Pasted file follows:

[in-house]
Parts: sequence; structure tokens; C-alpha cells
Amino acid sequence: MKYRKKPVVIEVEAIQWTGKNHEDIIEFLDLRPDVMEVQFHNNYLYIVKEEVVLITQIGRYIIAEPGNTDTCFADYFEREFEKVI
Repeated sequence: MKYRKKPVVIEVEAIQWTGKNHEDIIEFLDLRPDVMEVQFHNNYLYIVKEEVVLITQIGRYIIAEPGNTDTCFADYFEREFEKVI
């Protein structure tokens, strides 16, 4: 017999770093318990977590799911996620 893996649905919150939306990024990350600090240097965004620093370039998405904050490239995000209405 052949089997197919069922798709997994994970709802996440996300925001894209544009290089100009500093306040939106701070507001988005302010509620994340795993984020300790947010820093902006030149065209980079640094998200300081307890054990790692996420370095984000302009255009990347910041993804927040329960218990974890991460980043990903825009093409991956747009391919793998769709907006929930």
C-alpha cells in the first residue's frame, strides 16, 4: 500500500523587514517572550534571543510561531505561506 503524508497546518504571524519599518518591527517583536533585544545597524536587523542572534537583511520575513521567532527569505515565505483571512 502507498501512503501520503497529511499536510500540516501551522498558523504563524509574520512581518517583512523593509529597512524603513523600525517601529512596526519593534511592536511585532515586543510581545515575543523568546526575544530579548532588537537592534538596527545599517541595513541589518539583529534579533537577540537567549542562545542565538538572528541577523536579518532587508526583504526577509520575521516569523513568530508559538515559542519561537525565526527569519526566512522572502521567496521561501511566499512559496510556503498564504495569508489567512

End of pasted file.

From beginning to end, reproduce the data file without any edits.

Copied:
[in-house]
Parts: sequence; structure tokens; C-alpha cells
Amino acid sequence: MKYRKKPVVIEVEAIQWTGKNHEDIIEFLDLRPDVMEVQFHNNYLYIVKEEVVLITQIGRYIIAEPGNTDTCFADYFEREFEKVI
Repeated sequence: MKYRKKPVVIEVEAIQWTGKNHEDIIEFLDLRPDVMEVQFHNNYLYIVKEEVVLITQIGRYIIAEPGNTDTCFADYFEREFEKVI
């Protein structure tokens, strides 16, 4: 017999770093318990977590799911996620 893996649905919150939306990024990350600090240097965004620093370039998405904050490239995000209405 052949089997197919069922798709997994994970709802996440996300925001894209544009290089100009500093306040939106701070507001988005302010509620994340795993984020300790947010820093902006030149065209980079640094998200300081307890054990790692996420370095984000302009255009990347910041993804927040329960218990974890991460980043990903825009093409991956747009391919793998769709907006929930």
C-alpha cells in the first residue's frame, strides 16, 4: 500500500523587514517572550534571543510561531505561506 503524508497546518504571524519599518518591527517583536533585544545597524536587523542572534537583511520575513521567532527569505515565505483571512 502507498501512503501520503497529511499536510500540516501551522498558523504563524509574520512581518517583512523593509529597512524603513523600525517601529512596526519593534511592536511585532515586543510581545515575543523568546526575544530579548532588537537592534538596527545599517541595513541589518539583529534579533537577540537567549542562545542565538538572528541577523536579518532587508526583504526577509520575521516569523513568530508559538515559542519561537525565526527569519526566512522572502521567496521561501511566499512559496510556503498564504495569508489567512